If you mention the name William Shakespeare to someone, there’s a good chance the first word that pops into their head will be ‘boring’. (Or ‘who?’, in the case of a worrying proportion of school children.) This word association likely harks back to school days, being forced into writing essays on one of the Bard’s many plays, struggling through the old-fashioned text and not really understanding a lot of what is said.
Particularly these days, where exam results and grades are prioritised ever more over comprehension, and so these great works of literature are linked with an incredibly pressurised and stressful time in life. It took me several years to really appreciate John Steinbeck’s Of Mice and Men, for example, as studying it line by line definitely made it harder to get involved in – though Shakespeare (and plays in general) thankfully didn’t fall victim to this.
So what can be done to make Shakespeare less boring, or prove that Shakespeare isn’t boring (depending on how you look at it)? Obviously I can’t really comment much on the situation going back in time, but it does feel to me that we’re in the middle of a golden age of Shakespeare productions. Whether they hit the mark or not, a considerable amount of thought is going into the relevance of plays to current affairs or the mood of the nation, as well as how they could be brought to a wider audience – be that in terms of accessibility, how engaging they are for different demographics, and making sure there’s life outside London.
Love her or loathe her, I think it’s fair to say that Emma Rice’s tenure at Shakespeare’s Globe was a necessary and revolutionary one. Over her two years in charge, she brought incredibly diverse casts to the stage, testing the boundaries of Shakespeare’s work, and opening it up to people outside the theatre’s usual demographic. Imogen was a prime example of this; it’s sad to think that there’ll never be something quite like that at the Globe ever again. However, I’m certain that this helped to open the door for Michelle Terry, whose opening season did at least try to experiment with things, only in a slightly different manner – as long as she’s allowed to continue in her own way, I’m sure it will continue to go from strength to strength.
One way of making things less boring can be to abridge the plays – Merely Theatre do this very well with their smaller casts, and Julius Caesar at the Bridge Theatre also did this brilliantly (the very immersive feel for some members of the audience definitely helped too). However beautiful the poetry, there is a lot of filler in Shakespeare; if a section doesn’t advance the storytelling, and is largely unintelligible to the non-academics in the audience, then directors shouldn’t feel obliged to keep them in. The National’s current production of Antony & Cleopatra falls victim to this ‘Shakespeare as sacred cow’ idea, coming in at an excruciating 3.5 hour running time – the RSC (perhaps more understandably) regularly churns out epics, with varying success.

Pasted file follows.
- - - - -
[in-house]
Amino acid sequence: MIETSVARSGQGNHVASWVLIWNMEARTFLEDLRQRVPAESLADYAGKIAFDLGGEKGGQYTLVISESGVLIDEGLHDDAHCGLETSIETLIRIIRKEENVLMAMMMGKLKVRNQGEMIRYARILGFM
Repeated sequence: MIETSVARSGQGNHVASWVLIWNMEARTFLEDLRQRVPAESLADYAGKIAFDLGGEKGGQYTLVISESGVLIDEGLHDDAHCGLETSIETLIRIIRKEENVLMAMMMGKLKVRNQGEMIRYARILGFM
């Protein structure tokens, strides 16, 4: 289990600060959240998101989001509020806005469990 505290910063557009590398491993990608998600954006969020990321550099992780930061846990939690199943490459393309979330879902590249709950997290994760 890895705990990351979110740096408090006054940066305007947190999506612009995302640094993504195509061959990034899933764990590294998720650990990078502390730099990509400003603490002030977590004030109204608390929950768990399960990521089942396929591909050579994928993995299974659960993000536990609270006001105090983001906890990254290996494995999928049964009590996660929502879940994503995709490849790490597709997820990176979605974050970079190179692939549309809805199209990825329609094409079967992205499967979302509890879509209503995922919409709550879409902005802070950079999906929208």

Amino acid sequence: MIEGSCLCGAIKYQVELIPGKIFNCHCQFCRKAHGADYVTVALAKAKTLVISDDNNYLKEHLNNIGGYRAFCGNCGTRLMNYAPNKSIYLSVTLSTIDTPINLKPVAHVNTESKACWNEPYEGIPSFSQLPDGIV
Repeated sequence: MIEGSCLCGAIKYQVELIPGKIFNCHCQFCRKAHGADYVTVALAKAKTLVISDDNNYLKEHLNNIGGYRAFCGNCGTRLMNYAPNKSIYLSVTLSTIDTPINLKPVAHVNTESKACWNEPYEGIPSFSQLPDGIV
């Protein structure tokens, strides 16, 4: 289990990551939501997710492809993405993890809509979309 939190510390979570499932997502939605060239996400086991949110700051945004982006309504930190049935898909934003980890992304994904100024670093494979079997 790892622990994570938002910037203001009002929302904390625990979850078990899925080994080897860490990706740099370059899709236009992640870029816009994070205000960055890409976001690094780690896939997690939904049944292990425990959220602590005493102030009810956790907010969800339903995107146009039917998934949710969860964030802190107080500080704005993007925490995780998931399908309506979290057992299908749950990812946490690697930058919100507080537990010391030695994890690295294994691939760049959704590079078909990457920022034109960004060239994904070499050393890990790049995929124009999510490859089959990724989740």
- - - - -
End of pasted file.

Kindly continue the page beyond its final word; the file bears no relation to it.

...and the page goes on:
A Midsummer Night’s Dream
Photo credit: Steve Tanner
Even more shockingly (to some), shows may eschew the Shakespearean language almost entirely! The Young Vic’s musical adaptation of Twelfth Night does this, but in my opinion this is what makes it a great introductory production; the songs basically paraphrase the original text, and help explain the characters’ intentions & feelings, so you clearly know what is going on at any given time and you’re able to sit back & enjoy yourself. So you lose some wonderful text – big deal. For me, Shakespeare is as much about the storytelling as the language (even if he stole the original ideas from literature he could lay his hands on at the time), and if this approach helps get more people interested in his work then I’m all for it. Even if my favourite of his plays gets this treatment!
Demonstrating the play’s relevance, in terms of its themes & figures, can also be eye-opening – and more of a hook than you might expect. I want to draw on the Bridge’s Julius Caesar again here, as that play can seem quite dry and very wordy, but when you make a section of the audience feel very involved (and bring in high calibre actors to bring it to life) it totally changed the way you looked at it. Part thriller, part political rally, it was gripping & engaging from the moment you walked into the auditorium. Sometimes this doesn’t work out – the RSC’s current modern dress production of Romeo & Juliet seems to want to look at knife crime & gang culture, but doesn’t really pay off. While modern dress is a definite help with the less obvious themes & parallels, sometimes historical dress (whether it’s closer to traditional Shakespearean, or a different point in time) can do the job equally well. Antic Disposition’s ever popular First World War Henry V shows this perfectly.
I know there are some people who will never be convinced, whether they’ve been scarred by schooldays, a bad production, or just an innate dislike, but if you keep an eye out then you may just find the Shakespeare production that changes everything.
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Tags: #MTBChallenge18, Antic Disposition, Barbican, Bridge Theatre, Cymbeline, Emma Rice, Globe Theatre, Henry V, Imogen, Julius Caesar, London, Merely Theatre, Michelle Terry, National Theatre, Off West End, Romeo and Juliet, Royal Shakespeare Company, RSC, shakespeare, Shakespeare’s Globe, theatre, Twelfth Night, William Shakespeare, Young VicCategories: all posts, challenge week, shakespeare, theatre
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